The biggest news this week at the Capitol was the bipartisan introduction of Senate Bill 648 which would expand adult Medicaid coverage to include dental care. This policy would be a remarkable investment in West Virginia’s people, both in the short and long term. Read more about why this is so important here.
Thursday saw the Senate Judiciary Committee debate SJR 9, yet another attempt to roll back business personal property taxes. This revenue source is a critical support for education and public safety services in every West Virginia county. Read more about Executive Director Ted Boettner’s testimony before the committee here.
Read more about the failed history of corporate tax cuts in West Virginia in this op-ed by WVCBP board member Rick Wilson in this week’s Charleston Gazette-Mail.
While we knew that eliminating the business personal property tax was at the top of the legislative agenda, it was unclear how the tax cut would take shape. Now with the introduction of Senate Joint Resolution 8, the Manufacturing Growth Amendment, we can better understand its potential impact.
The property tax on business personal property (which includes business machinery and equipment, inventory, and other business personal property like computers and fixtures, as well as the working interest in oil and natural gas property) totaled $388.4 million, accounting for 23 percent of total property tax revenue in the state in FY 2016.
SJR 8 proposes eliminating part of that tax, but only for manufacturers. All other businesses in the state would continue to pay property tax on their equipment and inventories. The property tax on manufacturing machinery, equipment and inventory totaled $91 million in tax year 2018.
While this tax cut is being sold as repealing the state’s number-one job-killing tax, evidence suggests it won’t have much impact on the state’s manufacturing jobs. Studies examining state-level inventory and other personal property taxes concluded they rarely impact business location decisions or have a significant impact on employment levels in manufacturing, wholesale, or retail industries. In fact, in recent years, more manufacturing jobs have been added in states with the “job-killing” business inventory and equipment tax than in states without it.
Read more in Sean’s blog post.
Today, the WVCBP was proud to participate in WVAHC’s Policy Prescriptions for Healthy Families event at the WV Culture Center. The WVCBP’s director of policy engagement, Kelly Allen, and WV Citizen Action Group’s Savanna Lyons presented the group with the coalition’s health policy agenda and provided legislative updates and ways for interested individuals to get involved to help get these proactive health proposals across the finish line.
After the event, over 100 attendees, many of them social work students, walked over to the Capitol to attend the floor session and to meet with their lawmakers.
On Monday, proponents of criminal justice reform gathered at the Capitol to promote legislation that will reduce incarceration in West Virginia. Women from Recovery Point in Charleston, as well as men and women who are currently and were formerly incarcerated, attended, along with lawmakers and coalition partners.
HB 2419 passed the House this week 87-10 and is now in the hands of the Senate Judiciary Committee. This bail reform bill would require “a court or magistrate to release a person charged with certain misdemeanor offenses on his or her own recognizance except for good cause shown” and help prevent people who cannot afford bail from being held in jail, allowing them to keep their jobs and take care of their families while they await trial.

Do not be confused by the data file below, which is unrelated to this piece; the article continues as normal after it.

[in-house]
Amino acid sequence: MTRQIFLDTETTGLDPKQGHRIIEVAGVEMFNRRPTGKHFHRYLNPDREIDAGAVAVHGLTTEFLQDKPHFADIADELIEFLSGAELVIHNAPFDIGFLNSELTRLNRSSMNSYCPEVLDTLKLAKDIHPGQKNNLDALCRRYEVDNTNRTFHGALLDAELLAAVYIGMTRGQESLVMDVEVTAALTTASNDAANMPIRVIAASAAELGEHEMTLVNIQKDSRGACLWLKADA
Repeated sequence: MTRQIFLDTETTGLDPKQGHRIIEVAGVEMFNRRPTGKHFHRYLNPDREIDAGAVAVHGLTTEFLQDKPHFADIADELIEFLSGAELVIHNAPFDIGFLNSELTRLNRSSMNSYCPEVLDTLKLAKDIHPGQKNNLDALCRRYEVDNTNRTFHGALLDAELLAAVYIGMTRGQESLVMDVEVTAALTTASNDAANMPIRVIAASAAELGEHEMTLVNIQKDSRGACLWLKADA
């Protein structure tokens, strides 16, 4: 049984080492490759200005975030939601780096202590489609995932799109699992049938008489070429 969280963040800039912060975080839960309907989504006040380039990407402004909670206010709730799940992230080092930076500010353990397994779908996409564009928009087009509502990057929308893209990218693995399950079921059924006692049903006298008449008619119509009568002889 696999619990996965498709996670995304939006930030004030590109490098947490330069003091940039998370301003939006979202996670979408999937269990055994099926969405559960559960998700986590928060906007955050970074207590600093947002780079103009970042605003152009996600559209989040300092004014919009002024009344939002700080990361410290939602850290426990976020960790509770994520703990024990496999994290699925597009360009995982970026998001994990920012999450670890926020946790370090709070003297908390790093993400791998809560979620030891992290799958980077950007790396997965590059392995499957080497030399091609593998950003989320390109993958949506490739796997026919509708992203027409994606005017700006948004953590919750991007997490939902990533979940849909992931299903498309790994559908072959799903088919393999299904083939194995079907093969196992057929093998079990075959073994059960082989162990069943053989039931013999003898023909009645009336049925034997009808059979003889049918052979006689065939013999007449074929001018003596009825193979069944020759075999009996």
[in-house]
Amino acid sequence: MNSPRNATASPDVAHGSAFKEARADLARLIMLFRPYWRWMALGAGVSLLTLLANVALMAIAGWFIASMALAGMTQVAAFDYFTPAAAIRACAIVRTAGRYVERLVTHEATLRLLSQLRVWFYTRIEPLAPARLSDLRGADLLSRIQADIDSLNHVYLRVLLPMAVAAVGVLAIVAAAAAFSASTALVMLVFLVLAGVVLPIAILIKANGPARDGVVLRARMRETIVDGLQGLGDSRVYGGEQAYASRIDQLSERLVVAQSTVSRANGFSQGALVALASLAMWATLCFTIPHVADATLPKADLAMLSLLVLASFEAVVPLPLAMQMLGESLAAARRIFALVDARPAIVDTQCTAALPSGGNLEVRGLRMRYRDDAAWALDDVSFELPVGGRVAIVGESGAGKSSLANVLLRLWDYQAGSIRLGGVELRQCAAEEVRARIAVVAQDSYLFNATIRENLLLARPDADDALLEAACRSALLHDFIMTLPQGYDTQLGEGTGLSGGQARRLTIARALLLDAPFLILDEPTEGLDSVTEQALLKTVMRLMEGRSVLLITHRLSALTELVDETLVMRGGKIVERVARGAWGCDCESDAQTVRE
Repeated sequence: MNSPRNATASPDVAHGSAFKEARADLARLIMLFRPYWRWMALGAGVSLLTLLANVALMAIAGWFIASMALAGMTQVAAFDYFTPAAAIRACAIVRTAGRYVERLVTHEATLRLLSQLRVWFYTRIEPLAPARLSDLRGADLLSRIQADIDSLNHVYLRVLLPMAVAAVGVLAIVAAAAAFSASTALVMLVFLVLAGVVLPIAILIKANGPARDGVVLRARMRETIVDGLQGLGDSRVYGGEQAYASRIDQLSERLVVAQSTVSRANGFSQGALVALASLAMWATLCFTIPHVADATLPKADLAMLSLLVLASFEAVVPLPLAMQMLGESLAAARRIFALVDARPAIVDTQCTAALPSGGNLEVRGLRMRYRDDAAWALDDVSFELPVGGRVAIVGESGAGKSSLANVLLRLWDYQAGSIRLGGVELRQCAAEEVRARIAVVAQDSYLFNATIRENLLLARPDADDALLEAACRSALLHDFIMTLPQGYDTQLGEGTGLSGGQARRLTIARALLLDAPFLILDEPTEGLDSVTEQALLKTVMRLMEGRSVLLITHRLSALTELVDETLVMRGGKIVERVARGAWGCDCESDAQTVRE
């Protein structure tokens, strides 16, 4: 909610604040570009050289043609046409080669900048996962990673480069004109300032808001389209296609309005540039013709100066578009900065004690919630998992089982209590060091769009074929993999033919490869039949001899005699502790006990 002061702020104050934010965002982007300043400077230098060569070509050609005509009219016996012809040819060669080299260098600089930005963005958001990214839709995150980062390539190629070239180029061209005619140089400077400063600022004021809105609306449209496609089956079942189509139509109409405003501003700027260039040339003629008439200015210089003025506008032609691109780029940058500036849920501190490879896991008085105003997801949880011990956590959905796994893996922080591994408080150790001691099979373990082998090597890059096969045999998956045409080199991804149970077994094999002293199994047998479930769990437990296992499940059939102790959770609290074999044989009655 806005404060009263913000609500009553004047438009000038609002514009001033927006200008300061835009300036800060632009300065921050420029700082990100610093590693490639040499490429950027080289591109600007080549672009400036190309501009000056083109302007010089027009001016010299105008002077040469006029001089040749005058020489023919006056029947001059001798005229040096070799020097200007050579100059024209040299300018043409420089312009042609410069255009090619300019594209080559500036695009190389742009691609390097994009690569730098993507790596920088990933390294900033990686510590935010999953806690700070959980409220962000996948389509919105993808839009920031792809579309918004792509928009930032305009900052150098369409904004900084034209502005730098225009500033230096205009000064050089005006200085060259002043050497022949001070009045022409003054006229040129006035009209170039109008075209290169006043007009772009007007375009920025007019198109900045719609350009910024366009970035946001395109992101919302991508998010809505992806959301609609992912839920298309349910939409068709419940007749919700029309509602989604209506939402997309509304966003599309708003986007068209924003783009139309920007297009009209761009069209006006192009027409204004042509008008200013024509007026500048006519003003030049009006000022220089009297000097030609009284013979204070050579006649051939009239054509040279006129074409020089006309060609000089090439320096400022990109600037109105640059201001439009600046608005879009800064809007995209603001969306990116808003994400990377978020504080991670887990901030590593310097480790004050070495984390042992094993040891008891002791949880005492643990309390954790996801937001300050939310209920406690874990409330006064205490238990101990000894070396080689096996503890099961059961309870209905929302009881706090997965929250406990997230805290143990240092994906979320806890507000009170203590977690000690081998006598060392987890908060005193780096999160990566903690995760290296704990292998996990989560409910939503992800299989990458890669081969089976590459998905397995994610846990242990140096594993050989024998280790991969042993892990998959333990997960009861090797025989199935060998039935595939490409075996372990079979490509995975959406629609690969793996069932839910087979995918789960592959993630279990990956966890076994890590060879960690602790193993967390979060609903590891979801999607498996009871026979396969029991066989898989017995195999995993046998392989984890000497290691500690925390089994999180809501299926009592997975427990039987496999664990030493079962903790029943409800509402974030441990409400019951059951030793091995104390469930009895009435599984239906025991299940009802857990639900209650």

Two weeks ago, the House Industry and Labor committee passed out HB 4104 that would make it easier for employers to classify workers as independent contractors when it comes to Unemployment Insurance and Workers Compensation eligibility. A similar bill passed the House last year, but died in the Senate.
Employee misclassification has large costs and consequences. It can rob individual workers of their rights and benefits, create unfair market competition, shift costs from employers to workers, and reduce tax federal and state tax revenues.
While some misclassification occurs in good faith, a large amount is deliberate as employers try to avoid paying FICA taxes, workers’ compensation premiums, and unemployment insurance premiums, as well as block efforts toward unionization.
At the end of 2018, 201 random audits in West Virginia revealed 242 misclassified workers. Research suggests that between 10 to 30% of employers misclassify workers as independent contracts, costing state and federal governments billions in lost revenue.
Read more in Ted’s blog post.
Registration is now open for this year’s Summer Policy Institute! Join us at Fairmont State University this July for a great weekend of policy discussion and networking!
We are looking for a research associate for the summer of 2020. Our summer research associate will work closely with WVCBP staff, coalition partners, and other stakeholders to collect and analyze data to provide evidence-based solutions, policies, and practices surrounding issues that impact low- and moderate-income West Virginians.
Read more here.
More info here.
February 22: Red for Ed Celebration Celebrate the two-year anniversary of the 2018 WV Teacher and Service Personnel strike. Hear and share stories about the strike, and listen to a very special guest, Diane Ravitch discuss her new book, Slaying Goliath, and the impact our strike made on her and the nation! More information here. (This event is co-sponsored by AFT-WV, WVEA, WVSSPA, The WV Center on Budget and Policy, and Taylor Books).
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